Strategising for a new era of separations

Man on his own. An era of emerging separations

The current global health crisis has of course generated huge changes in how we think about everyday life. But along the way, this new age of lockdown is also introducing important, new separations into how we view aspects of our economy and indeed the wider global trading environment.

Five separations that have appeared almost overnight

We now have a delineation between “essential” and “non-essential” services. This divide  fundamentally redefines the right to trade (under emergency powers) and represents a whole new take on social license to operate. In New Zealand at least, that seems to me to pretty  much translate to the ability of the Government to decide who has the right to earn and who doesn’t. And there’s an interesting side effect. Organisations such as supermarkets that once were taken for granted and seen as utility brands now find themselves elevated to near-hero status. Airlines on the other hand find themselves locked out of the skies and forced to dramatically redefine their role. Once prized brands are facing relegation because they are either publicly deemed non-essential or they have lost their place in consumers’ priority queue.

Alongside that, we can increasingly distinguish between those sectors that gain their leverage and their income through bringing people together (and are therefore directly affected by social distancing and lockdowns), and those that don’t. If your brand’s income streams have been driven (and valued) by the ability to organise, form and deliver to a physical crowd, the new stay-at-home environment has effectively seen your contribution nullified and your business model decimated. The value tide has all but disappeared for everyone from keynote speakers and performers to professional sportspeople. New models, such as virtual games and performances, are emerging. But will they do so fast enough? And can they change the business models of brands that have always depended on collective, rather than separated, enthusiasm?

For those that make stuff, we can separate out brands with long, vulnerable supply chains and those that are vertically integrated and/or have dependable, close-at-hand, scalable supply and distribution systems. Those that have to shift anything across an international  border right now, especially if they are moving non-essential perishable goods, often have no choice but to destroy their hard work. In a world where motion has ground to a halt, momentum can shift from a positive force to one that could be very destructive. Goods everywhere are piling up at ports and at sea because they have nowhere to land or leave. Where do you put the aviation fuel that you ordered months ago when nothing is flying? On the other hand, those that can adapt their production to deliver the goods that the world can’t get enough of, such as hand sanitiser and PPE, find themselves shipping volumes of goods that may or may not align with what their brands are known for, in the short term at least. All of this redefines the parameters, liabilities and opportunities of physical goods.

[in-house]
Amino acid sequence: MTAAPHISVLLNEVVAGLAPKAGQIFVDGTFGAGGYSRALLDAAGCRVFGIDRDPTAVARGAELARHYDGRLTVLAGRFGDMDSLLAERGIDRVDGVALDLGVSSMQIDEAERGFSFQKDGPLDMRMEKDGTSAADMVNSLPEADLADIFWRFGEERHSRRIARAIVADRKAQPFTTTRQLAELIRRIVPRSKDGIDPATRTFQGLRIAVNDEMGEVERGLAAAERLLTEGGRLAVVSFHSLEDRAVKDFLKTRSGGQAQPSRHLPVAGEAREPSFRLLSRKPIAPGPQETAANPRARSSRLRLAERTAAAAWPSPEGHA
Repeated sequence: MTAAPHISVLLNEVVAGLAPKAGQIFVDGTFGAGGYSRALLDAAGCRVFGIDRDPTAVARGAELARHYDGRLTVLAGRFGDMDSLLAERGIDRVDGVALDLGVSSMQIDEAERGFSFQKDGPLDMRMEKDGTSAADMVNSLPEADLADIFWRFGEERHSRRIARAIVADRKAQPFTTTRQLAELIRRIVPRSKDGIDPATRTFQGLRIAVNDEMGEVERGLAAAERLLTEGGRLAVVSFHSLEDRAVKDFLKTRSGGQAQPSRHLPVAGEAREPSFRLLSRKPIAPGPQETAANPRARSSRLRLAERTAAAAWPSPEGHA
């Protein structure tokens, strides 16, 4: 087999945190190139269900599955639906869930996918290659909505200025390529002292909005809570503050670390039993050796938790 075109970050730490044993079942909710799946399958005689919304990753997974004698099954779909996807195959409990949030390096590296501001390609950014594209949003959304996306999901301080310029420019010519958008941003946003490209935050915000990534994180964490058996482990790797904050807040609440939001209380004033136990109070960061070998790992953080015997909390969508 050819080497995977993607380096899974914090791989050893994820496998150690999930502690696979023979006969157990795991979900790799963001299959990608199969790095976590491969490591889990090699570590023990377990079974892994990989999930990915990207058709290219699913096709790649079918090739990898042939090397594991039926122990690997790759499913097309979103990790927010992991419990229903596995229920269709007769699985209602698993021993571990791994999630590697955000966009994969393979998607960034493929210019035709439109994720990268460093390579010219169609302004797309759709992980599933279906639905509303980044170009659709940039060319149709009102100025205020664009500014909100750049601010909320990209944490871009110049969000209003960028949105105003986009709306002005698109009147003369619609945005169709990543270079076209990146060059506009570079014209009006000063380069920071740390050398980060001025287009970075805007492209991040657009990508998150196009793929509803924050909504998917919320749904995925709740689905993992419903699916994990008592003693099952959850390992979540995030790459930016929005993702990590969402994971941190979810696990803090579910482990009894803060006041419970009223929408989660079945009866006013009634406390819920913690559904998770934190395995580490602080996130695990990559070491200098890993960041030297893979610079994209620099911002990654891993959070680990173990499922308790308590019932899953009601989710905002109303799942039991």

We can also sort those businesses that require people to be on-site all the time, from those who only need some of their people on-site some of the time, and those that can function just as easily with everyone remote. There’s some interesting tensions here too, in terms of both the short-term effects on relationships and the longer-term implications for a brand’s culture. As people adjust to a world of greater distance between colleagues, supply partners  and other teams, how will that impact who they trust, who they feel loyalty to, how they forge relationships and how they make integrated and sophisticated decisions? At a time when the ability to think and invest for the longer term is more crucial than ever, it remains to be seen how capable leaders and teams are to do that outside of the normal working cocoon. I’ve been wondering about the effects of the gig economy on overall performance and culture for some time. The new operating environment stress-tests the cohesion of what people believe and what they will do without direct supervision to a huge degree.

Finally, there are those organisations that are digitally adaptive and those for whom non-physical interactions are difficult. Brands that are having to adjust to whole new ways of working find themselves grappling not just with analogue structures but also with the non-digital mindsets of much of their workforce. And all of this against the backdrop of a volatile trading environment that is physically distancing them from their customers in unprecedented ways. Not that any of this is their fault. Some businesses just happen to have been on the wrong side of the essential/non-essential divide I referred to earlier.

What has happened as a result?